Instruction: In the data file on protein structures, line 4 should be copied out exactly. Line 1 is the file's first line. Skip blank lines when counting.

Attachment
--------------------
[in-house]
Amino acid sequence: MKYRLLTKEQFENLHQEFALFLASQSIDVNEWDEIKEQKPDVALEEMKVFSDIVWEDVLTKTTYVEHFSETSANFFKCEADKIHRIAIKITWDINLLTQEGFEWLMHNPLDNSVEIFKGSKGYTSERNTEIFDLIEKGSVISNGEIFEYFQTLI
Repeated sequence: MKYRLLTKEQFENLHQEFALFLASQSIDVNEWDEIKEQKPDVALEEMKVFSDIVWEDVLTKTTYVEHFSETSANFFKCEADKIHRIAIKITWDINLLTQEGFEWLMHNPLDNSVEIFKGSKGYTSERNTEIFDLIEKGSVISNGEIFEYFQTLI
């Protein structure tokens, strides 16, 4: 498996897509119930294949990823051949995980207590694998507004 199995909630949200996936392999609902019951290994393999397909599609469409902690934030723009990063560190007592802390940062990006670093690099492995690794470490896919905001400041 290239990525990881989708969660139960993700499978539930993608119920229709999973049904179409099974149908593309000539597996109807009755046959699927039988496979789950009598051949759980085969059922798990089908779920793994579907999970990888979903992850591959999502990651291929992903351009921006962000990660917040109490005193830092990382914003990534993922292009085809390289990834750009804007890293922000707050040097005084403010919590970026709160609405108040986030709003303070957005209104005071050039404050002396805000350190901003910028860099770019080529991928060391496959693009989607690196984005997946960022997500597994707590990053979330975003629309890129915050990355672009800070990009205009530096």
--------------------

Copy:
């Protein structure tokens, strides 16, 4: 498996897509119930294949990823051949995980207590694998507004 199995909630949200996936392999609902019951290994393999397909599609469409902690934030723009990063560190007592802390940062990006670093690099492995690794470490896919905001400041 290239990525990881989708969660139960993700499978539930993608119920229709999973049904179409099974149908593309000539597996109807009755046959699927039988496979789950009598051949759980085969059922798990089908779920793994579907999970990888979903992850591959999502990651291929992903351009921006962000990660917040109490005193830092990382914003990534993922292009085809390289990834750009804007890293922000707050040097005084403010919590970026709160609405108040986030709003303070957005209104005071050039404050002396805000350190901003910028860099770019080529991928060391496959693009989607690196984005997946960022997500597994707590990053979330975003629309890129915050990355672009800070990009205009530096």